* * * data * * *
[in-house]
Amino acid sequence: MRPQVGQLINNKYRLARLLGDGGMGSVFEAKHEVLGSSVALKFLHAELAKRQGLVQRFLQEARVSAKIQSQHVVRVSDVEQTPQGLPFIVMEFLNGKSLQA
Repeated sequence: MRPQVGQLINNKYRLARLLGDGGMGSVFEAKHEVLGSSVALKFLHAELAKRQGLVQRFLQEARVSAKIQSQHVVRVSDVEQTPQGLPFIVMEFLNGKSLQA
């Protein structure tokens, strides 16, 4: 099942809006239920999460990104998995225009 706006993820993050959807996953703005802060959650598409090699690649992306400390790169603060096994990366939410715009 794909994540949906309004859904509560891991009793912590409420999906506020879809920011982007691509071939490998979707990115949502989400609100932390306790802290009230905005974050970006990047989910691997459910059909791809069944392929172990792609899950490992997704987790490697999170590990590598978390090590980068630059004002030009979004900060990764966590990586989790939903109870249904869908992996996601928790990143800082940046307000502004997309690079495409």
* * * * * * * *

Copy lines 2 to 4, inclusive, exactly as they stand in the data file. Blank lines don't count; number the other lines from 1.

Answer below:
Amino acid sequence: MRPQVGQLINNKYRLARLLGDGGMGSVFEAKHEVLGSSVALKFLHAELAKRQGLVQRFLQEARVSAKIQSQHVVRVSDVEQTPQGLPFIVMEFLNGKSLQA
Repeated sequence: MRPQVGQLINNKYRLARLLGDGGMGSVFEAKHEVLGSSVALKFLHAELAKRQGLVQRFLQEARVSAKIQSQHVVRVSDVEQTPQGLPFIVMEFLNGKSLQA
């Protein structure tokens, strides 16, 4: 099942809006239920999460990104998995225009 706006993820993050959807996953703005802060959650598409090699690649992306400390790169603060096994990366939410715009 794909994540949906309004859904509560891991009793912590409420999906506020879809920011982007691509071939490998979707990115949502989400609100932390306790802290009230905005974050970006990047989910691997459910059909791809069944392929172990792609899950490992997704987790490697999170590990590598978390090590980068630059004002030009979004900060990764966590990586989790939903109870249904869908992996996601928790990143800082940046307000502004997309690079495409």